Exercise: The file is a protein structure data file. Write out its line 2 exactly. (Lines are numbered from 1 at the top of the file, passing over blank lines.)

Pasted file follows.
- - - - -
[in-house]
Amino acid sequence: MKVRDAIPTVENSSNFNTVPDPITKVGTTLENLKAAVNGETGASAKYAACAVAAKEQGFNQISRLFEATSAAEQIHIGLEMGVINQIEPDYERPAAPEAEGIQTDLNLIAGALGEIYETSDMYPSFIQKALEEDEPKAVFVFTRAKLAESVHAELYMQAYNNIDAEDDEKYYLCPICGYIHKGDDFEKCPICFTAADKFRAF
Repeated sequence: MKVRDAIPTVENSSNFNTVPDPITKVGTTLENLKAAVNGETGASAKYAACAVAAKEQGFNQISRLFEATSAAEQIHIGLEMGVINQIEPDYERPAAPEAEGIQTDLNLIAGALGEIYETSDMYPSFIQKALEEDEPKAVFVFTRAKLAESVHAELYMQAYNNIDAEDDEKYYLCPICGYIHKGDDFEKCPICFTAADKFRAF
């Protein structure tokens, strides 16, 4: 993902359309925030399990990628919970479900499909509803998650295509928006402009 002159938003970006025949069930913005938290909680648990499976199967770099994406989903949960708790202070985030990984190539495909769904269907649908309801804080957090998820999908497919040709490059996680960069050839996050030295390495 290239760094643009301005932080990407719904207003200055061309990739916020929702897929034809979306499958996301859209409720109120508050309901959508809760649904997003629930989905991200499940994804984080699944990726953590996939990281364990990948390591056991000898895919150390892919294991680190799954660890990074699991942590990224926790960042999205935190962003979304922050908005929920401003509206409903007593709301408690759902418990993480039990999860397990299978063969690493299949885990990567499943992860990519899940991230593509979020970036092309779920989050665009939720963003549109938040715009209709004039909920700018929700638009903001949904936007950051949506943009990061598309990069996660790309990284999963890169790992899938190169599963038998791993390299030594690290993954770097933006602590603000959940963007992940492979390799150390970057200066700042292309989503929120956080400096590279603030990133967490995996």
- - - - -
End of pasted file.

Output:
Amino acid sequence: MKVRDAIPTVENSSNFNTVPDPITKVGTTLENLKAAVNGETGASAKYAACAVAAKEQGFNQISRLFEATSAAEQIHIGLEMGVINQIEPDYERPAAPEAEGIQTDLNLIAGALGEIYETSDMYPSFIQKALEEDEPKAVFVFTRAKLAESVHAELYMQAYNNIDAEDDEKYYLCPICGYIHKGDDFEKCPICFTAADKFRAF